There isn't any question but that the accident was brought about at least in part, and I have no hesitancy in finding that it was brought about as a proximate result, of carelessness on the part of the operators of the elevator, who were the employees of the federal government. Whether the elevator was so constructed or so maintained as to create a situation that resulted in contributory negligence as was found by the Army when the claim was presented to them, presents another question, and in that regard I find that such situation did not prevail. The damage to the elevator, then, was the result of its improper use by employees of the federal government.

 It is contended that this resulted in an action ex delicto, and therefore could not be maintained against the government. The plaintiff contends that it is an injury to its property, and it is entitled to be re-imbursed because it is an action growing out of a contract, either expressed or implied.

 Counsel for the government has argued with a great deal of force and ability that this should be treated as an action in tort. The lease, however, has this provision in it, -- we must remember the lease is one drawn by the government and therefore is not to be construed with any degree of liberality toward the government because they drafted it, and they provided at the end of the lease that they would restore the premises to the same condition as that existing at the time of entering into the same under this lease which reads: ' * * * reasonable and ordinary wear and tear and damages by the elements or by circumstances over which the Government has no control, excepted:'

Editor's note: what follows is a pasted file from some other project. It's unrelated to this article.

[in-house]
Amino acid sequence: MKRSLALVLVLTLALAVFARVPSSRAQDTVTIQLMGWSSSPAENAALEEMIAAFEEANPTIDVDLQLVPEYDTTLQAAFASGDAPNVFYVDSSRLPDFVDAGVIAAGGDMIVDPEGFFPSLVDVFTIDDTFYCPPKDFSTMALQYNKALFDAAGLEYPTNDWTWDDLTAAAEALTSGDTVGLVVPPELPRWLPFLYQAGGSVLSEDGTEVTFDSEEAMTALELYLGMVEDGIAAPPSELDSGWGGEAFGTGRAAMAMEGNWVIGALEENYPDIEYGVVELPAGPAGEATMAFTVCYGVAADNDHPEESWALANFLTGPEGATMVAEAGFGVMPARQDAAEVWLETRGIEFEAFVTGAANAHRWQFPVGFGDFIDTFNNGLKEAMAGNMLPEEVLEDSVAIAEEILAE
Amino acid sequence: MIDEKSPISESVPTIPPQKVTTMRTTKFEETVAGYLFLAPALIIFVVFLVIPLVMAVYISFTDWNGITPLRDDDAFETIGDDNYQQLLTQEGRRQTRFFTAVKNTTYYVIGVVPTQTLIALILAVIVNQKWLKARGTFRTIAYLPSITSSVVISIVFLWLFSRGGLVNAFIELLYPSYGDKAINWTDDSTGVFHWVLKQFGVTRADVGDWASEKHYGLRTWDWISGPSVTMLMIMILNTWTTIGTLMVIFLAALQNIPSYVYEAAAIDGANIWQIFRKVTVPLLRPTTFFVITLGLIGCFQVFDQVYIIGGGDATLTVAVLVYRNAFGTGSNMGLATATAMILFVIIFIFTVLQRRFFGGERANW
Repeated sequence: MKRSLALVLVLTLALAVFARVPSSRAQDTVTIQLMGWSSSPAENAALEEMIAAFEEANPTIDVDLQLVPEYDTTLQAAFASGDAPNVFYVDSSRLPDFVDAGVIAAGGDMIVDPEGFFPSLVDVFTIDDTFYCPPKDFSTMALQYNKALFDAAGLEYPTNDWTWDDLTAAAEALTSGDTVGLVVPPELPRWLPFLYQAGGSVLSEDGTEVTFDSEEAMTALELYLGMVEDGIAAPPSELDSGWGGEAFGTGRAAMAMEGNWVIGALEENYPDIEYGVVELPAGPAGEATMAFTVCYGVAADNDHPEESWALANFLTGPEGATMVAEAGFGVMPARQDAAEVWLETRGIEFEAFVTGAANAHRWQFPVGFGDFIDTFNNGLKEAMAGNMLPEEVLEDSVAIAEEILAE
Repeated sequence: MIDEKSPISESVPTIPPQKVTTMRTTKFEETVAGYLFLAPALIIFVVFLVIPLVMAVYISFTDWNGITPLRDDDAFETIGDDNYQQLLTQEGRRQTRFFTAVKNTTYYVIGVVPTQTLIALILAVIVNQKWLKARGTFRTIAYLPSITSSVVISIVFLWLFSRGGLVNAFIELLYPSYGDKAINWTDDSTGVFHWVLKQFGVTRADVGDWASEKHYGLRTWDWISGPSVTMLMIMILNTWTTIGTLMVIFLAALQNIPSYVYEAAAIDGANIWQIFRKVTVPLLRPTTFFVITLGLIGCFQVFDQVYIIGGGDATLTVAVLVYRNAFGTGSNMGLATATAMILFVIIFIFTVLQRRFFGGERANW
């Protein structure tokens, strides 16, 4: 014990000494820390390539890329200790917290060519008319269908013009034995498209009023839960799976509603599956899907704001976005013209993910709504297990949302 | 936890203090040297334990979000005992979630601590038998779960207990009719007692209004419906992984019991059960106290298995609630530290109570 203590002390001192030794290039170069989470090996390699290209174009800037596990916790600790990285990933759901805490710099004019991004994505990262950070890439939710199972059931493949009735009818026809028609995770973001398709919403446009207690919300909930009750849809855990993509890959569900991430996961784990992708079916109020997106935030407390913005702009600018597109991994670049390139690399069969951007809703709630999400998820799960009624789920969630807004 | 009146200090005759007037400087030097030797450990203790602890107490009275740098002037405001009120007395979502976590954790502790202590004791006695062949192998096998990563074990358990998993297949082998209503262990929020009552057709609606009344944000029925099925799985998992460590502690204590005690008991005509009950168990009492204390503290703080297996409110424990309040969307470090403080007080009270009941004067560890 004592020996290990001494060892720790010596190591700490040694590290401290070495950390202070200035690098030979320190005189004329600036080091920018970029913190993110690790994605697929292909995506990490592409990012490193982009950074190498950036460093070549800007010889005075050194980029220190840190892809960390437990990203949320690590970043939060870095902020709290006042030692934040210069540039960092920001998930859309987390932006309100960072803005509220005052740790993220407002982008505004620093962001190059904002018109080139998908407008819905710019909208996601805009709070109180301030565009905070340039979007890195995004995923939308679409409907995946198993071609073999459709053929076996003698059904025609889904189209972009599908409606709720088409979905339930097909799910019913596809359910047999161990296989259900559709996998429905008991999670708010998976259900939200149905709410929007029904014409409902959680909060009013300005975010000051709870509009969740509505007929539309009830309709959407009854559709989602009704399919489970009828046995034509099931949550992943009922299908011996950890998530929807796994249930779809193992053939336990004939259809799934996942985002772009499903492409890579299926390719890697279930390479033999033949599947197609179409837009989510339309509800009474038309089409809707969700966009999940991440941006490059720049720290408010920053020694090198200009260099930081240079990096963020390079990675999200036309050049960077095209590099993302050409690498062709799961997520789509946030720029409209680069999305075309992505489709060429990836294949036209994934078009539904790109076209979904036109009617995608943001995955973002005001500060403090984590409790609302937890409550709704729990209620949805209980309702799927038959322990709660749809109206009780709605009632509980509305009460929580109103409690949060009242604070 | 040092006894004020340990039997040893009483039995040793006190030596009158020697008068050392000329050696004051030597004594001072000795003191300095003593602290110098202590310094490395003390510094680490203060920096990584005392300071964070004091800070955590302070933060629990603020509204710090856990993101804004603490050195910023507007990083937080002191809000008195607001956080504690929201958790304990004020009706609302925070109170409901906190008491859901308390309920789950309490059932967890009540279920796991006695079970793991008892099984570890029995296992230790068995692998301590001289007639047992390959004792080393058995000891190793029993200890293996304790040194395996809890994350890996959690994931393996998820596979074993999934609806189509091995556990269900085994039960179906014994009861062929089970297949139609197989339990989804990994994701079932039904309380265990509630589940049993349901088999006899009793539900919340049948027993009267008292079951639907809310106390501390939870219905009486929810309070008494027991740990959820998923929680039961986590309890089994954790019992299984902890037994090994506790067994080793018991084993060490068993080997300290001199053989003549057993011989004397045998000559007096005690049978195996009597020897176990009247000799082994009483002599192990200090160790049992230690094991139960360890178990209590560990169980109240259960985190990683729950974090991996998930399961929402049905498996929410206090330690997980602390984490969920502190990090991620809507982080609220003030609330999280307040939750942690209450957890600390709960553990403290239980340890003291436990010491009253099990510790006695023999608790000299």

'There are in this contract no stipulations to take the place of or in any manner restrict this implied obligation on the part of the United States growing out of their relation to the petitioner as his lessees. They had the free and unrestricted right to use the property for any and all purposes, but were bound to so conduct themselves in such use as not to cause unnecessary injury. Whatever damages would necessarily result from a use for the same purpose by a good tenant must fall upon the lessor. All that the relation of landlord and tenant implies in this particular is, that the tenant, while using the property, will exercise reasonable care to prevent damage to the inheritance. * * * If he fails in this, he violates his contract, and must respond accordingly.'

 The following language I want to call to your particular attention, because it is quoted again and again in subsequent opinions: